Iridium was the key, rare-earth element that tipped geologists off that an asteroid struck the Earth at the end of the Cretaceous. While the element is scarce on Earth, asteroids and other extraterrestrial chunks of rock are rich in the stuff. The spike is a sign of extraterrestrial injection, confirmed by a 110-mile-wide crater found at just the right geologic horizon in the Yucatan peninsula and dubbed the Chicxulub Crater.* If the iridium band among the ammonite fossils is in place, Neil Landman and colleagues propose, then the mass-burial layer may represent ammonites that underwent a brief population boom in the aftermath of the impact, only to die off hundreds or thousands of years later when marine productivity collapsed.
The authors are tentative about this conclusion, but the notion that some extinct lineages survived for centuries after impact is not far-fetched. The concept fits with a phenomenon called the Signor-Lipps Effect, which holds that due to the incomplete nature of the fossil record, we will probably never find the last member of a species. The record may peter out, but that doesn’t mean that the youngest fossil represents the true end of the species. Ammonites may be good candidates for short-term survivors, and it’s entirely possible that some non-avian dinosaur populations survived for a short time after the end of the Cretaceous, too—likely in places distant from the site of impact. If only those ammonites had been a little more resilient. Then we might have been able to see them still jetting through the ocean, rather than being stuck with more mundane long-term marine survivors such as the clamlike brachiopods and frond-shaped crinoids.
An asteroid striking the Earth is a major, devastating event, but we shouldn’t expect that species all over the world were immediately extinguished. How that impact translated into extinction is poorly known. What could have wiped out all dinosaurs except birds, but also taken a heavy toll on critters like mammals, lizards, and snakes? There’s no clear sign of what made the difference between a survivor and a victim, especially since we’re mostly extrapolating from patterns we see in a small part of western North America.
A recent spat in the journal Science underscored how complex the issue has become. In a 2010 position paper marking the 30th anniversary of the 1980 paper (also in Science) that proposed an asteroid strike as the Cretaceous killer, a group of more 40 geologists and paleontologists reaffirmed that the impact was the single most important cause of the extinction. The overall pattern of geologic and fossil evidence led them to conclude that, “the Chicxulub impact triggered the mass extinction.”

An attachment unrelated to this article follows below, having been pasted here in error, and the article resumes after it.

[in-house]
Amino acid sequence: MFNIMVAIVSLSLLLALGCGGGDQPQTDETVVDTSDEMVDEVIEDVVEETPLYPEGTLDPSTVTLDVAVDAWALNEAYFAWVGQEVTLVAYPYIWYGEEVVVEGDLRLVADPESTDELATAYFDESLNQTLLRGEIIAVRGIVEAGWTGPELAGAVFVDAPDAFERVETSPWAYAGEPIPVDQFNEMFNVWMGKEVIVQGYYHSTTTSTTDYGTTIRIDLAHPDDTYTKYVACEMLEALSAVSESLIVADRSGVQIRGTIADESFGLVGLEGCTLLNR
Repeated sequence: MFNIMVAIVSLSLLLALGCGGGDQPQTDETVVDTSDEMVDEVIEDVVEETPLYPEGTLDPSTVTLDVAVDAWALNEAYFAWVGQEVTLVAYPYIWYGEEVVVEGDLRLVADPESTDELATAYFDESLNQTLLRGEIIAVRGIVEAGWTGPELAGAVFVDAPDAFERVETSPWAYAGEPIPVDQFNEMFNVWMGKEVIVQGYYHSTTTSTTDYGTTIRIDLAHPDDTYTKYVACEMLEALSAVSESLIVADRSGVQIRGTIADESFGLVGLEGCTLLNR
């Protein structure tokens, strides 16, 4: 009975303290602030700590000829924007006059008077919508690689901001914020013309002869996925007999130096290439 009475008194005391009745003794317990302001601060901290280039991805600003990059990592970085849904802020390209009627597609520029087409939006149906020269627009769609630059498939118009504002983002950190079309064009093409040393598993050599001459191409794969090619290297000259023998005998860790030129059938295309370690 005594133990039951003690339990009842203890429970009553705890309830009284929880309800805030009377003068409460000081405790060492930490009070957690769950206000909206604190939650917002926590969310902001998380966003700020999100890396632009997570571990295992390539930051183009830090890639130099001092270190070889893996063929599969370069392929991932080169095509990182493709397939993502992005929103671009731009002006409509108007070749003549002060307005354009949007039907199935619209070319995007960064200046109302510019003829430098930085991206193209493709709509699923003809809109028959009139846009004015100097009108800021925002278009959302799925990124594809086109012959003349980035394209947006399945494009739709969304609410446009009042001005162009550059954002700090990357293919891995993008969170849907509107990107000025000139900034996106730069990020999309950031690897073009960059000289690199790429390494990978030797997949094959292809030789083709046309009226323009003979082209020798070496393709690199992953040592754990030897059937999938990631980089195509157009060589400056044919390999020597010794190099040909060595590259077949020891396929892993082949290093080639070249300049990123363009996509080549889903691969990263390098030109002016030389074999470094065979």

Other experts quickly disagreed. Some cited immense outpourings of molten rock at the Deccan Traps, a site of fantastic volcanic activity in what is now central India, as a more important cause. Other researchers pushed the poorly supported notion that the impact preceded the extinction and had no effect, while a cadre of vertebrate paleontologists proposed a more pluralistic view that the extinction was a culmination of dropping sea levels due to climate change, fantastic volcanic activity, and the impact.
The effect of an asteroid strike seems easy enough to understand—a natural cannonball shot into Earth at a massive scale. How the other extinction triggers contributed requires a little more of a stretch of our geological imagination. Inland seas were draining off the continents and global sea level was falling. Marine life followed the changes. Toothy sea reptiles and coiled cephalopods can’t swim over ancient Kansas if there’s no longer a sea there. And fluctuating sea levels will alter global climate patterns. Similarly, 800,000 years of volcanic outpouring could have pumped enough dust and debris into the air that plants might have suffered under dark skies, kicking off an ecological collapse through the food web. When the smog cleared, carbon dioxide might have caused a quick pulse of global warming that baked vulnerable species. Alone, none of these pressures accounts for the entire pattern of extinction, but they could have stressed global habitats enough that an asteroid could have tilted the world’s ecosystems into an exceptional extinction.
We know that at the end of the Cretaceous, seas were dropping, volcanoes were erupting on a grand scale, and the asteroid impact vaporized enough iridium to leave a distinctive layer around the planet. The geological record has provided unambiguous evidence of all these events. What we don’t understand is how any—or all—of these worked in concert to create a mass extinction. Was the impact the sole trigger? Or did it intensify a more moderate extinction that was already in progress? Might it be possible that different species disappeared for different reasons—that there was no single blanket cause than can explain everything?
The documentaries I watched as a kid made it seem as if the puzzle of the end-Cretaceous extinction had been solved. The truth is that we are only just beginning to understand what happened 66 million years ago. Recognizing that an asteroid impact played a part in the massive die-off was an unexpected, magnificent discovery, but all the same, the mystery of the end-Cretaceous extinction remains. From the lineages that vanished to the timing of extinction, the pattern and causes of catastrophe are just barely coming into focus. The more we learn, the stranger the event becomes, and the fact that our ancestors survived the disaster seems all the more lucky.
Correction, Feb. 7, 2013: This article originally misstated the width of the Chicxulub Crater as 10 miles wide. (Return to the corrected sentence.)
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